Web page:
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74% of Ukrainian employers experience a workforce shortage

The problems in Ukrainian labor market were exacerbated by migration and mobilization.
eu competing attract ukrainian workers
The EU is competing to attract Ukrainian workers, but many Ukrainians want to rebuild their country/ Source:
74% of Ukrainian employers experience a workforce shortage

Russia-Ukraine war has significantly reshaped the labor market dynamics, with businesses across the nation grappling with a pronounced shortage of skilled workers.

This trend emerges from a detailed study conducted by the European Business Association in collaboration with Tetyana Pashkina, a noted expert in labor market analytics. The findings underscore the acute challenges employers face as they strive to maintain operations despite the ongoing war.

As the war continues to influence all aspects of Ukrainian life, companies are forced to adapt to a rapidly changing economic landscape. The study, which surveyed business leaders from various sectors, reveals that an overwhelming 74% of employers currently experience a workforce shortage, a stark increase from 55% in the fall of 2023.

This shortage is particularly pronounced in industries that require high levels of specialization and language proficiency, highlighting a critical gap in the labor market that has been exacerbated by the dual pressures of mobilization and migration.

It was also previously reported that Russia-Ukraine war prompted labor shortage in Russia. Russia’s labor shortage affects Moscow’s ability to recruit men for its armed forces, according to Bloomberg. The competition for workers in Russia has led to substantial salary increases and made the once relatively lucrative military service less attractive, even after a 10.5% increase in monthly pay for participation in the war in 2023.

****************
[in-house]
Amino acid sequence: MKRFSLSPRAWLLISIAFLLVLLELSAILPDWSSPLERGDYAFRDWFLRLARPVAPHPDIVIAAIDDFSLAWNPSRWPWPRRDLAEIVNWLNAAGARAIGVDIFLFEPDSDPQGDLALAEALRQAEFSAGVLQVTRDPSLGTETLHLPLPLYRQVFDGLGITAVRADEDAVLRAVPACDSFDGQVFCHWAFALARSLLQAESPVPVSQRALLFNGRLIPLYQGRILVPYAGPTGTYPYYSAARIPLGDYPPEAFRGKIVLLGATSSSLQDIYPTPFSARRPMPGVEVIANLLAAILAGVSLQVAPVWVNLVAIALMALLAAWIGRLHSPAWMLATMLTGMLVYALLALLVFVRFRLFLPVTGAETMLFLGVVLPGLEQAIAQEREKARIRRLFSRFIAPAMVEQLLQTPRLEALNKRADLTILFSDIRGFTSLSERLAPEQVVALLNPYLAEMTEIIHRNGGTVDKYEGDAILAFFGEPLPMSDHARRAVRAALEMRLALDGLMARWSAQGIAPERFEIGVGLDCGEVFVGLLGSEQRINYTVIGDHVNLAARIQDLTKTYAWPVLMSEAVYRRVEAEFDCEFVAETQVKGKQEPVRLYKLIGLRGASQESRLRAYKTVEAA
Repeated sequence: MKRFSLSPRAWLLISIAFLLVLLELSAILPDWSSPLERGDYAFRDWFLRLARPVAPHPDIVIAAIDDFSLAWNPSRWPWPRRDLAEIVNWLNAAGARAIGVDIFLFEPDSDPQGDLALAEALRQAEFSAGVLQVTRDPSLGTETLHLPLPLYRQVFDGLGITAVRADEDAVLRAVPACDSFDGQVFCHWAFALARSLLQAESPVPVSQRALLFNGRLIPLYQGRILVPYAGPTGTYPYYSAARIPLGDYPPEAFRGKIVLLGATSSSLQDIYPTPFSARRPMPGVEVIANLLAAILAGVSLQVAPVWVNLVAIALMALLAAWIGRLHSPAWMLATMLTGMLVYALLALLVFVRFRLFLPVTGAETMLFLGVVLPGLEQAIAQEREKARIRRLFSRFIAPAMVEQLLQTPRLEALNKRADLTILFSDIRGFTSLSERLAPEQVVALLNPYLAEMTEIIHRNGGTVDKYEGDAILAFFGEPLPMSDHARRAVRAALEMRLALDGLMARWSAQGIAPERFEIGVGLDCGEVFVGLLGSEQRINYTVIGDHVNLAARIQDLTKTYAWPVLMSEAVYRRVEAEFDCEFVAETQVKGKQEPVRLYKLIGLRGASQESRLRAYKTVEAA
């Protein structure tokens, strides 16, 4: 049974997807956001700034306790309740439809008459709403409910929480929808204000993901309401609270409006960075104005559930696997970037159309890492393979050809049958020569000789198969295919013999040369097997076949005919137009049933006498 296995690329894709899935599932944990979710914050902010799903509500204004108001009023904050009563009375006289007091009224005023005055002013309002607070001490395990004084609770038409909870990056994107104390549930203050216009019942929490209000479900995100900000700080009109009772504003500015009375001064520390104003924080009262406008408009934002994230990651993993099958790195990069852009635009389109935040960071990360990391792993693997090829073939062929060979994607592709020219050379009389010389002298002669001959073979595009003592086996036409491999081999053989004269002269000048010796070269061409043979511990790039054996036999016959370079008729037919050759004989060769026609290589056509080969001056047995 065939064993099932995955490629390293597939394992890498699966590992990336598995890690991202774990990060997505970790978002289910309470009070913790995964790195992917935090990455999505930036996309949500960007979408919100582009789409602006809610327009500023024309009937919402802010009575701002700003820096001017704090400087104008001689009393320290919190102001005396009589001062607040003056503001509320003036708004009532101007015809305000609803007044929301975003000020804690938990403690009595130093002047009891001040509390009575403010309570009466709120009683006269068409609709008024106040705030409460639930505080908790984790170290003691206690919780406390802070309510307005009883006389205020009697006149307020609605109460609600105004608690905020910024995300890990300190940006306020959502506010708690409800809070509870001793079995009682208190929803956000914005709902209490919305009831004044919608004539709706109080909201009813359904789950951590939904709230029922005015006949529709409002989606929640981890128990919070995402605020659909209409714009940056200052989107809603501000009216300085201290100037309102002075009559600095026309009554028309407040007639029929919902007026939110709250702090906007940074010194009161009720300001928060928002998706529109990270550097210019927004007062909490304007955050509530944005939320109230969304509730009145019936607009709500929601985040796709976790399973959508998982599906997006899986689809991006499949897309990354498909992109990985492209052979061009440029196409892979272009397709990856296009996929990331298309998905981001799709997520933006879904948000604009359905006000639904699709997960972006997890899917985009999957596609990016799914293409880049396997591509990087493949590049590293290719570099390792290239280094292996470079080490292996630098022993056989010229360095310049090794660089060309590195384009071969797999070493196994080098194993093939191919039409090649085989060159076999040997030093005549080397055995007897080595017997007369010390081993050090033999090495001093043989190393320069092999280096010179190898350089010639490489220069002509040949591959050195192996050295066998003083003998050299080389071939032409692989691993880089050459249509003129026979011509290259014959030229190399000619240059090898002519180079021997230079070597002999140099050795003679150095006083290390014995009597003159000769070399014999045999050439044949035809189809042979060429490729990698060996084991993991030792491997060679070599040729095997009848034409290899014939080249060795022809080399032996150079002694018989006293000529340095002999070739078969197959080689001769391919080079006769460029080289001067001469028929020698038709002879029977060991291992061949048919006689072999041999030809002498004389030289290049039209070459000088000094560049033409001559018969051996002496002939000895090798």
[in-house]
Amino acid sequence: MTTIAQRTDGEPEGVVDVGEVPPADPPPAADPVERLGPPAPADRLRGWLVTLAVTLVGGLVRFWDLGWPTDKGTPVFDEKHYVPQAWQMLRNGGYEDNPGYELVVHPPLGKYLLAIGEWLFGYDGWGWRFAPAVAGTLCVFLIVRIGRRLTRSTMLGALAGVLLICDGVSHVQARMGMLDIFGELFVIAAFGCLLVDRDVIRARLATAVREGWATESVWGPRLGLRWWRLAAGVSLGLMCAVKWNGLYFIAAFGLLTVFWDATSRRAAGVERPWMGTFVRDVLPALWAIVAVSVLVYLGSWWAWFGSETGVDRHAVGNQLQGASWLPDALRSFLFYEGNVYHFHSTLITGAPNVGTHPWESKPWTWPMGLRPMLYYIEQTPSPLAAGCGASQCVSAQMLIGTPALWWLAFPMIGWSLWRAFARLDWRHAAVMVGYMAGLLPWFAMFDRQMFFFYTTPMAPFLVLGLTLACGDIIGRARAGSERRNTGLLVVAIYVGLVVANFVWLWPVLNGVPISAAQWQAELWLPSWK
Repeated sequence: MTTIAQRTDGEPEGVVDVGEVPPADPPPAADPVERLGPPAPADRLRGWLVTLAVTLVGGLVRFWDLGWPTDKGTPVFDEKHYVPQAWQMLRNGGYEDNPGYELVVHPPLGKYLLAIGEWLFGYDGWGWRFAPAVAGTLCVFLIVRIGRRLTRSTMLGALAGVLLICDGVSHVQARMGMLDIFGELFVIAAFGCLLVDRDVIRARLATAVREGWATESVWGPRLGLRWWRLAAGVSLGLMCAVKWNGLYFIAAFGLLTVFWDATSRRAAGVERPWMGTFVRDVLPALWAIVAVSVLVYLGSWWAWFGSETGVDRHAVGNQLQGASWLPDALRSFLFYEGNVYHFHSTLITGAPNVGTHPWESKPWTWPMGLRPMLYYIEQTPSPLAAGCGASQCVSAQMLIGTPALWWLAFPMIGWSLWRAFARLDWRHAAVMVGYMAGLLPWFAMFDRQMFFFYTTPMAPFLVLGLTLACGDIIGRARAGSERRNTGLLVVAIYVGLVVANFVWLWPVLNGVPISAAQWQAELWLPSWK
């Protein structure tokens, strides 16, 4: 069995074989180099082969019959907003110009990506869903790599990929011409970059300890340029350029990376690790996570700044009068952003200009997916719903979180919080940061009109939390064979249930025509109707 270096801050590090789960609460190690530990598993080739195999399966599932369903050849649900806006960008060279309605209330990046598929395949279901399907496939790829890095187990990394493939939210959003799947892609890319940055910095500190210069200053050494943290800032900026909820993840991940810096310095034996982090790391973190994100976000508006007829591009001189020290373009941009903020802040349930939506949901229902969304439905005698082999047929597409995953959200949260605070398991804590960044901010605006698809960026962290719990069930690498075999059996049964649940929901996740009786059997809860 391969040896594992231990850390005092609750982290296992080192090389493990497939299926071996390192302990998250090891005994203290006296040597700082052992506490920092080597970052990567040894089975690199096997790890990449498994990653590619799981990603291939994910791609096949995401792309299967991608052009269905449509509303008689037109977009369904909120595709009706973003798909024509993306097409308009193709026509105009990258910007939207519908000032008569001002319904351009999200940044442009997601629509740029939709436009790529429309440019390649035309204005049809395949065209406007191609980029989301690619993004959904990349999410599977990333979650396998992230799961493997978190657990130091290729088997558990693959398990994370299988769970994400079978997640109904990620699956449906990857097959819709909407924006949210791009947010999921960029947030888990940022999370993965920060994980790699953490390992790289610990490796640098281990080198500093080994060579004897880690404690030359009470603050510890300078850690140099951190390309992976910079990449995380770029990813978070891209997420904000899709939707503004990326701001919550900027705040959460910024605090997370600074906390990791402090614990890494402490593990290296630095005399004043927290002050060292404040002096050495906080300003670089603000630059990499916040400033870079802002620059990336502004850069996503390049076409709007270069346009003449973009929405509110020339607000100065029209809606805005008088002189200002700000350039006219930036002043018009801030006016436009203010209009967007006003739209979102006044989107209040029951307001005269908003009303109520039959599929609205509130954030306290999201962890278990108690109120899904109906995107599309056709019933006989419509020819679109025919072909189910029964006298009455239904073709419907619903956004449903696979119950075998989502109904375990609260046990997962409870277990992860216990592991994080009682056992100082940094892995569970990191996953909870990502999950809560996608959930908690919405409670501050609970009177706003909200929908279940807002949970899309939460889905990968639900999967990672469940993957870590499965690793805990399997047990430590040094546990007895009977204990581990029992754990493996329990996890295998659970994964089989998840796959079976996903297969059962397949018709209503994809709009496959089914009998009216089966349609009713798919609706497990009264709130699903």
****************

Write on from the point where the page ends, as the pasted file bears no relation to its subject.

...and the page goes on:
The persistence of remote working arrangements highlights another dimension of the evolving work environment. While 54% of companies offer some form of remote work, the applicability varies significantly across different employee categories, indicating a selective adaptation based on operational feasibility.

In response to these challenges, Ukrainian companies have implemented several strategic measures throughout 2023 to stabilize their workforce and ensure continuity in operations. A notable 79% of companies increased salaries as an incentive to retain employees amidst growing economic and social instability. Additionally, nearly half of the businesses expanded their functional roles and hired new staff, despite the difficult circumstances.

The adaptation extends beyond mere adjustments in payroll and staffing. About 36% of respondents indicated that their companies have increased budgets for employee development, training, and retention. Moreover, the support for employees has been robust, with 97% of companies continuing to pay full salaries and 85% disbursing bonuses and premiums.

The mental health of employees has also been a focal point, with 49% of businesses providing psychological support to help staff cope with the pervasive impact of the war.

Looking forward to 2024, companies are not only planning to continue these supportive measures but are also anticipating further positive changes. A significant 72% of companies plan to increase salaries again, reflecting both a response to inflation and an effort to further incentivize their workforces amidst competitive and challenging conditions. Recruitment is also on the agenda, with two-thirds of companies expecting to open new positions, signifying a cautiously optimistic outlook towards business growth and recovery.

Companies are actively seeking solutions to address the shortage of skilled labor, investing in employee welfare, and adjusting to a new economic reality dictated by the ongoing war. As they plan for the future, the strategies implemented today will likely shape the resilience and growth potential of Ukraine’s business sector in the years to come.


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